The following information:  World Atlas: The Poorest Cities in the U.S.

1. Flint, Michigan - 38.9%
Located in Mid-Michigan, Flint is the seventh largest city in Michigan with a population of 102,434. Once a booming automotive town, Flint has seen its share of crises since the 1980s. The city made major headlines around the world in 2014 for being the site of a major water crisis, thanks to pipes contaminated with lead. Today, 38.9% of Flint's population lives below the poverty line. The per capita income in Flint is $15,733. 

2. Gary, Indiana - 36.3%
Like Flint, the city of Gary, Indiana, has also been a victim of deindustrialization, white flight, and disinvestment. Located only around 25 miles from downtown Chicago, Gary is found in northern Indiana with a population of 80,294. One home to very successful steel mills, today many businesses and homes sit abandoned in Gary. 36.3% of the city's population lives below the poverty line. The per capita income in the city is $14,383. 

3. Camden, New Jersey - 35.7%
Camden, New Jersey, is located just across the river from Philadelphia, Pennsylvania. Unfortunately, the city suffers from high degrees of urban blight and the third highest poverty rate in the country, at 35.7%. The per capita income in Camden is $18,007 and the unemployment rate is 19.6%. Poverty rates among children are particularly high in Camden. 

4. Passaic, New Jersey - 35%
With 70,000 residents and a land area of around 3.244 square miles, Passaic New Jersey is one of the nation's most densely populated cities as well as one of its poorest. The poverty rate within the city stands at 35%. Passaic is the second New Jersey city to make the top five. New Jersey has a poverty rate of around 11%, state-wide. However, some activists in the state warn that the poverty wage may actually be higher than this in practice. The poverty rate in New Jersey is said to have worsened since the recession of 2008.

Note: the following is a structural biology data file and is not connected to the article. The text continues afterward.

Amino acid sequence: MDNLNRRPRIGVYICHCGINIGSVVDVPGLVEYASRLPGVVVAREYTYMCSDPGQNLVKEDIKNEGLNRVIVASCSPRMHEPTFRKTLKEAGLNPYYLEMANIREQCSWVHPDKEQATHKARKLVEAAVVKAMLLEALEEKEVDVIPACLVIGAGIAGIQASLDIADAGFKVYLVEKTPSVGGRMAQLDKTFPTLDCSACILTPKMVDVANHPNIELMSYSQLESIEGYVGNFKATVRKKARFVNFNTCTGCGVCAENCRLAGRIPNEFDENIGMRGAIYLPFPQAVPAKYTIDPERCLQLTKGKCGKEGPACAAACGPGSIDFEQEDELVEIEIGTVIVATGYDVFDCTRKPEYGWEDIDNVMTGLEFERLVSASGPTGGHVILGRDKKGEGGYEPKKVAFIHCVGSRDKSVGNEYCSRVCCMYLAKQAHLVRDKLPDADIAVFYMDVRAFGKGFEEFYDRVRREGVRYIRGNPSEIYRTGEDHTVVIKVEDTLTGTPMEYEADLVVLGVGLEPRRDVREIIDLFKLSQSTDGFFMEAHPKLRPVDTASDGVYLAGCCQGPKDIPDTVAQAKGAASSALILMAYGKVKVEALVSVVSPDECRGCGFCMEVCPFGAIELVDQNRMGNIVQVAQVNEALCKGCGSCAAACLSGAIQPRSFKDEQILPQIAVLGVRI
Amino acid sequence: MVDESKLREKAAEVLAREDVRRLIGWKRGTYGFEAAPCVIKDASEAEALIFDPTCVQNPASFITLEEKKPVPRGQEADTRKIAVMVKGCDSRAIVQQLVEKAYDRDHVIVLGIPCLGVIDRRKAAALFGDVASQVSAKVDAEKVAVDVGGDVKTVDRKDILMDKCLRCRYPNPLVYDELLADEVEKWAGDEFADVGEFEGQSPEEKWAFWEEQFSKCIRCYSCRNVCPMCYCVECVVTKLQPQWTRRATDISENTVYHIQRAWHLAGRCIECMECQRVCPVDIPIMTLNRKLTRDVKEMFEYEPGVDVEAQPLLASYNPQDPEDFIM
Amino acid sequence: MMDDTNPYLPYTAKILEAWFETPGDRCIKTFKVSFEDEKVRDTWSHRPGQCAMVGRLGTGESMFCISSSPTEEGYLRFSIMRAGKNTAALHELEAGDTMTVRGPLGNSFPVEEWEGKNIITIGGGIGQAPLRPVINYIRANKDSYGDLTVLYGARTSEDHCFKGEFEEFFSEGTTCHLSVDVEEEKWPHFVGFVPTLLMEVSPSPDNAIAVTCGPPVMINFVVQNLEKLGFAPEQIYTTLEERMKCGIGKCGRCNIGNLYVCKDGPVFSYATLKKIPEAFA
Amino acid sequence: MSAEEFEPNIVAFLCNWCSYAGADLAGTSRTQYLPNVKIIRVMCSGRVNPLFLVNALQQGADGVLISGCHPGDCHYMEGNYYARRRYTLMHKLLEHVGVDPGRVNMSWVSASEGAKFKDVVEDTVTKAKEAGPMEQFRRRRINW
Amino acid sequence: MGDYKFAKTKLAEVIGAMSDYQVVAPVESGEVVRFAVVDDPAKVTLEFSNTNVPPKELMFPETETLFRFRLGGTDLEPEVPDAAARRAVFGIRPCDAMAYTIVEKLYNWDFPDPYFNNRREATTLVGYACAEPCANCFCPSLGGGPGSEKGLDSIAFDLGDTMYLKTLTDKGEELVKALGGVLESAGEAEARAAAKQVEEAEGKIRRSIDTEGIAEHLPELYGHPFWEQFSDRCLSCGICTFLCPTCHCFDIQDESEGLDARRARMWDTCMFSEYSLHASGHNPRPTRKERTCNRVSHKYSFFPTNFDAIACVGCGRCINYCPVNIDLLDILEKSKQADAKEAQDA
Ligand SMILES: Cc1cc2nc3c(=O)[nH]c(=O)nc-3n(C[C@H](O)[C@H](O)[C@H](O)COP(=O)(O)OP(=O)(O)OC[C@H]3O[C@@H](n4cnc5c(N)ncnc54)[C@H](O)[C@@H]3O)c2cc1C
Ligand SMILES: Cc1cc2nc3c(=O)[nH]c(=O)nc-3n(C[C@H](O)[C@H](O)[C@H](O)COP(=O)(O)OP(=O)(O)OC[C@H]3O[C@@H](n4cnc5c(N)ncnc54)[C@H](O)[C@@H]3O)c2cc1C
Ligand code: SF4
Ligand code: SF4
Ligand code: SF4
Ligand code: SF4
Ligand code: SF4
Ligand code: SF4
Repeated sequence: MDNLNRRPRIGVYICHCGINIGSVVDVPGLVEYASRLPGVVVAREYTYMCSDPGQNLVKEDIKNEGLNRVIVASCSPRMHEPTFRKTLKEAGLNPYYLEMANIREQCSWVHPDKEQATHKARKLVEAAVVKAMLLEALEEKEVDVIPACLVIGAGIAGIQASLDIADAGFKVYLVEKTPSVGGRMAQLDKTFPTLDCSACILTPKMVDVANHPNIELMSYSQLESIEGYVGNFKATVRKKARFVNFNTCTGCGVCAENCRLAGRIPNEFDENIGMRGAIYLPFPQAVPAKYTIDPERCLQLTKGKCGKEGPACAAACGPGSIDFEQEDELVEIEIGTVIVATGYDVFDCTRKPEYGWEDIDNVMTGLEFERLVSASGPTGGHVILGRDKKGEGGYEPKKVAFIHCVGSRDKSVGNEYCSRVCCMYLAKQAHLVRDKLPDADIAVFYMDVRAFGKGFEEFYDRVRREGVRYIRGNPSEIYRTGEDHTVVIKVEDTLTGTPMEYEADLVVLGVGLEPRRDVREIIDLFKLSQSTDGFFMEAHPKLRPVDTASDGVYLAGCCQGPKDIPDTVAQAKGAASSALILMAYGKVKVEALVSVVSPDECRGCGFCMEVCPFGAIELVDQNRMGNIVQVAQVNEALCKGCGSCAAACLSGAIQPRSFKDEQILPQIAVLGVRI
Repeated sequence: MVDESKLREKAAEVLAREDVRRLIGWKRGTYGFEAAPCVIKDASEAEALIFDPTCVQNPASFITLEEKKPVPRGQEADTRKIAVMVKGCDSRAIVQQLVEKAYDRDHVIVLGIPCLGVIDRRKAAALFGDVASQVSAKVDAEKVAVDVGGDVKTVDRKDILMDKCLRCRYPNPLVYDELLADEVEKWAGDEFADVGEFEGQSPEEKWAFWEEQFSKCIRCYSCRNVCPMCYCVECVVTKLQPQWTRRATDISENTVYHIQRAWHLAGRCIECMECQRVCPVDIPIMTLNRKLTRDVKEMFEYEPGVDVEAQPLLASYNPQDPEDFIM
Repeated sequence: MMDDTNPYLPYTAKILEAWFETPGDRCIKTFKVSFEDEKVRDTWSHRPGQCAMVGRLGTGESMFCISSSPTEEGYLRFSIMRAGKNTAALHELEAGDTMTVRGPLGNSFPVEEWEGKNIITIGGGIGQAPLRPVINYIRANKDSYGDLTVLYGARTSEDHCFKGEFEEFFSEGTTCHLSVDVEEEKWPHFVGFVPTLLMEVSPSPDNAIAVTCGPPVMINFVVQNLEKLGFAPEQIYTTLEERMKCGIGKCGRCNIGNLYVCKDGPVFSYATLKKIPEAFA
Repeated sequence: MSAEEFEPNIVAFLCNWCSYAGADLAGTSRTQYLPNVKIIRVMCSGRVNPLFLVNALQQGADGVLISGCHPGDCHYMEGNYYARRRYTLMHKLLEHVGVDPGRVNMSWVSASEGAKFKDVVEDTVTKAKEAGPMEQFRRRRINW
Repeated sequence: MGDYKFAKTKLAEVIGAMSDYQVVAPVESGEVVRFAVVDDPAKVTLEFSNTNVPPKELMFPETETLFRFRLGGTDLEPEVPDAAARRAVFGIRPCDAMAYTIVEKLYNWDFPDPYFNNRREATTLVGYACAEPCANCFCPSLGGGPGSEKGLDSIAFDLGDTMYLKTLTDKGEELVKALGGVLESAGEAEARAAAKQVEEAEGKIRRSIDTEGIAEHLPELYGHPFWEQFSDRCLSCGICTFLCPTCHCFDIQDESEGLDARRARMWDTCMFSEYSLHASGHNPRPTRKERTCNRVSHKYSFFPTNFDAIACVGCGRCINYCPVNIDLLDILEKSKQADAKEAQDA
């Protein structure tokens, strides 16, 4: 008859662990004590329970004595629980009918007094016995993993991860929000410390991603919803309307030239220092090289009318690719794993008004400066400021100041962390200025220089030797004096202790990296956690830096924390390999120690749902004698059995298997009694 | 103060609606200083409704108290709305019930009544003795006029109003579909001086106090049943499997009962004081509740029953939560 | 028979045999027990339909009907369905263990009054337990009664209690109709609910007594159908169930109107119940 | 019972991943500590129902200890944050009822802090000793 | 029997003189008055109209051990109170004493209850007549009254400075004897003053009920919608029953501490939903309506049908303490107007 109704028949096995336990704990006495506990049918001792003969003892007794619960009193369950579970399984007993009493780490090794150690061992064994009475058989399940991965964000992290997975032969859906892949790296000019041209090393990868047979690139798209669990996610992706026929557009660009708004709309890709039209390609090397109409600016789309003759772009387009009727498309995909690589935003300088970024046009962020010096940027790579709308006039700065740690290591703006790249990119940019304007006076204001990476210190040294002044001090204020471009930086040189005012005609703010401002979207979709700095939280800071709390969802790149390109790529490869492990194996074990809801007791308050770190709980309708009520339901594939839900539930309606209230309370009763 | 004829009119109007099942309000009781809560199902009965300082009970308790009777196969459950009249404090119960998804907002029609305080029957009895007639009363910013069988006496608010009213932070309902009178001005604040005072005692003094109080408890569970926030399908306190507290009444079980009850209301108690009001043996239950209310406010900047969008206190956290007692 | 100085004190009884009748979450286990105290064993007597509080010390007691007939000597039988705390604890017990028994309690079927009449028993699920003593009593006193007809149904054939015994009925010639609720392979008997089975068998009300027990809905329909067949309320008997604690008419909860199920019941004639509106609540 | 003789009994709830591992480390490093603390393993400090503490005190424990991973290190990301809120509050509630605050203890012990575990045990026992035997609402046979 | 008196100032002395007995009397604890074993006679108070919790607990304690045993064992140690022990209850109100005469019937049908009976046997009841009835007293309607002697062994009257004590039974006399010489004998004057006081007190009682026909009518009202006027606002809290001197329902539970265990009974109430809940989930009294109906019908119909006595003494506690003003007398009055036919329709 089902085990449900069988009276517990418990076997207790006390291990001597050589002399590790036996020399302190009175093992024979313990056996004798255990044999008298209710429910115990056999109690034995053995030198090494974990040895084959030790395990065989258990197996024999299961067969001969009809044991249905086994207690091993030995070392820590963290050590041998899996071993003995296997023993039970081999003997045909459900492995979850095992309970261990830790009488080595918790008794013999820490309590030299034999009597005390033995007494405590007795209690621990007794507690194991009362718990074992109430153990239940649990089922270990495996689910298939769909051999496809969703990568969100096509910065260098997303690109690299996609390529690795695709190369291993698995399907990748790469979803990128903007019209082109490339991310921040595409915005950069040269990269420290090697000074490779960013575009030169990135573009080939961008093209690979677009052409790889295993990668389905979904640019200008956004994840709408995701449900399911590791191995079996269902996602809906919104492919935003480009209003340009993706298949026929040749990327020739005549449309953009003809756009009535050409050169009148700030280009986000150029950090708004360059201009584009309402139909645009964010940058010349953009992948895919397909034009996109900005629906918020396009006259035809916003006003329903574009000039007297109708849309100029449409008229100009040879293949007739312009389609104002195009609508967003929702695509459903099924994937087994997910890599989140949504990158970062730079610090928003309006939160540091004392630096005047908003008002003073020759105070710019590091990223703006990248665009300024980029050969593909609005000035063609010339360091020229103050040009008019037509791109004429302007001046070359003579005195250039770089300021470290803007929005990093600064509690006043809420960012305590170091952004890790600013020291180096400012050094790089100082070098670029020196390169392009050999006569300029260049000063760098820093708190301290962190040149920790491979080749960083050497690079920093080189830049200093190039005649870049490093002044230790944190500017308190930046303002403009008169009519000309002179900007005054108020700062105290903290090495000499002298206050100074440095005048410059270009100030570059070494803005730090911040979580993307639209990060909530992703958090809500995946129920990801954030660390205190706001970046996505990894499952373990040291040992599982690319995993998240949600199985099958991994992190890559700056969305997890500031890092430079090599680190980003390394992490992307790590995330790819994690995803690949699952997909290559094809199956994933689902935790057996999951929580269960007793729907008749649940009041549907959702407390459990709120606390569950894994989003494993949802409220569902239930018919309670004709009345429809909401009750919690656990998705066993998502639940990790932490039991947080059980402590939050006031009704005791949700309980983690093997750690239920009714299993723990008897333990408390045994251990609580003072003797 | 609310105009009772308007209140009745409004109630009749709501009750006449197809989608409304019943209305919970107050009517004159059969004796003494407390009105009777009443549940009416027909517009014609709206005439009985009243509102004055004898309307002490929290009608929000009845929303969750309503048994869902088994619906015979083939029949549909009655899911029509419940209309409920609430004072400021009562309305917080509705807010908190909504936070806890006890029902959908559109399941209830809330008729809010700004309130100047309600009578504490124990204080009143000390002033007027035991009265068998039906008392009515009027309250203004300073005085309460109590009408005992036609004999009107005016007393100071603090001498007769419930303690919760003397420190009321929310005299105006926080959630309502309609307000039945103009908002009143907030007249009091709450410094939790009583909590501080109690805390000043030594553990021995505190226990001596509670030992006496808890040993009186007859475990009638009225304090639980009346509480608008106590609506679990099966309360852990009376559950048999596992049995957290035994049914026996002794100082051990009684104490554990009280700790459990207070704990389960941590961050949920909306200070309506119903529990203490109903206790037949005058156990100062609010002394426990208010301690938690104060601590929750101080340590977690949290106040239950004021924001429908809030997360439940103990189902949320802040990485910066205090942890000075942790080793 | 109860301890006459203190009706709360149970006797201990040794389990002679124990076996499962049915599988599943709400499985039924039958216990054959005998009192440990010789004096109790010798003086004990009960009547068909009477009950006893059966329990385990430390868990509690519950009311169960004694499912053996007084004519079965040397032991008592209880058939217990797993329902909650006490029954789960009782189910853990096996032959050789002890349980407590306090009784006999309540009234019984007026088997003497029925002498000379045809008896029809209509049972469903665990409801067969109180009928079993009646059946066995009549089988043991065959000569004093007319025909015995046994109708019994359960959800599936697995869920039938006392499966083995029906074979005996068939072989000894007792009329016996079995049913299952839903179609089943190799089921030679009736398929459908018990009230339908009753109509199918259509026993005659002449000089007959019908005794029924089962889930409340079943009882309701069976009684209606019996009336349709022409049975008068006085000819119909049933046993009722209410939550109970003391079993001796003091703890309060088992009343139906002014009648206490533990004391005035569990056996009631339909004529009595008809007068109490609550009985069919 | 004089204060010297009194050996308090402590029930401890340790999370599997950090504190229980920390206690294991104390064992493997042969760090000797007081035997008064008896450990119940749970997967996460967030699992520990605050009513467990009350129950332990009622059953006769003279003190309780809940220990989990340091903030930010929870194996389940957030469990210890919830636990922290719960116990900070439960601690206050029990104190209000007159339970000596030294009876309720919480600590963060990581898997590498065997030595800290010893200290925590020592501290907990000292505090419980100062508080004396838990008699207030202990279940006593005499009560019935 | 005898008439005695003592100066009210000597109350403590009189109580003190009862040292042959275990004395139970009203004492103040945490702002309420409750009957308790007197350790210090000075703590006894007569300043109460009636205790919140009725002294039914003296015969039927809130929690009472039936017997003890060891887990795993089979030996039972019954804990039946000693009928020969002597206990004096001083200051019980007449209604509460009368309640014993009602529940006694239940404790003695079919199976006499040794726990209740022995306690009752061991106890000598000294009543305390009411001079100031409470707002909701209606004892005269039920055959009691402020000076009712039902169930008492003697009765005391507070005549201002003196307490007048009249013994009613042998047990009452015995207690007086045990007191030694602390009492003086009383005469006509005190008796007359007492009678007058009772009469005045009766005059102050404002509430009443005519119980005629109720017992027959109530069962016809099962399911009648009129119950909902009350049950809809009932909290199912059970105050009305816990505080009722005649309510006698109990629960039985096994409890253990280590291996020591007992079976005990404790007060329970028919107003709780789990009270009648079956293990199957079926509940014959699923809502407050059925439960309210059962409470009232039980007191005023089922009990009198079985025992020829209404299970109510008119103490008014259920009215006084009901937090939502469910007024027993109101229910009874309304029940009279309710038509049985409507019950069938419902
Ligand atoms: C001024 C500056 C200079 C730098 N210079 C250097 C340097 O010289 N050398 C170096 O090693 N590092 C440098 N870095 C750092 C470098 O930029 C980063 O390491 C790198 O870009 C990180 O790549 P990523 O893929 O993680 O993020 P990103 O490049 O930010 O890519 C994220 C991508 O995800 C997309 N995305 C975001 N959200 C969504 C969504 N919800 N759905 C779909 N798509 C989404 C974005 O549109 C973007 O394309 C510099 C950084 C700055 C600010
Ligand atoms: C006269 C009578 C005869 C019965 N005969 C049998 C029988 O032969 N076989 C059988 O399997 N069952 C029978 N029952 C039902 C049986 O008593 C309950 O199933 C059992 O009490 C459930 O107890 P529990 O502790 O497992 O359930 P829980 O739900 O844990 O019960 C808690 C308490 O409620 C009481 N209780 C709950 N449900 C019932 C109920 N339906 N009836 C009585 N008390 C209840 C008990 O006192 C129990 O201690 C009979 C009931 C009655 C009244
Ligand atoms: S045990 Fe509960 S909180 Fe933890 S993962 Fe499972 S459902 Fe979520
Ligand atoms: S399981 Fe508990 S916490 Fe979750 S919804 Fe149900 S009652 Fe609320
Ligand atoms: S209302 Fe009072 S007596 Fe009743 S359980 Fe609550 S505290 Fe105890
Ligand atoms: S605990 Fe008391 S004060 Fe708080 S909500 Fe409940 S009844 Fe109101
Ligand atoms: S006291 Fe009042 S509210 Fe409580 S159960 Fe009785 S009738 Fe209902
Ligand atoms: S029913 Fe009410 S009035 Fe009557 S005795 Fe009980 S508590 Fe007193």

5. Youngstown, Ohio - 34.9%
Youngstown is a city in northern Ohio, around 60 miles from Cleveland. Youngstown marks the halfway point between Chicago and New York City, two of the largest cities in the United States. There are around 66,982 people living in Youngstown, 34.9% of whom are living below the poverty line. The household income of Youngstown is estimated at around $24,448. 

Working to Alleviate Poverty
These areas are deprived when compared to more affluent areas of the US, and some of them have been in this poverty trap for some time now. Without external assistance, it can be difficult to see how they can hope to grow in terms of wealth. Indeed, as it stands large-scale investments from outside sources would be required to create the jobs needed to generate wealth and to build a sufficient standard of living, as the internal monies for investment are simply just not there. The irony of being in such a poverty trap is that the workforce able to help these metro districts out of it, and to build a better future, are coming into these cities every day with prejudices against them as being seen as detrimental to the economy. For this reason, a change in peoples’ attitudes may go as far as policies to bring about the changes in fortune that these areas so desperately need.

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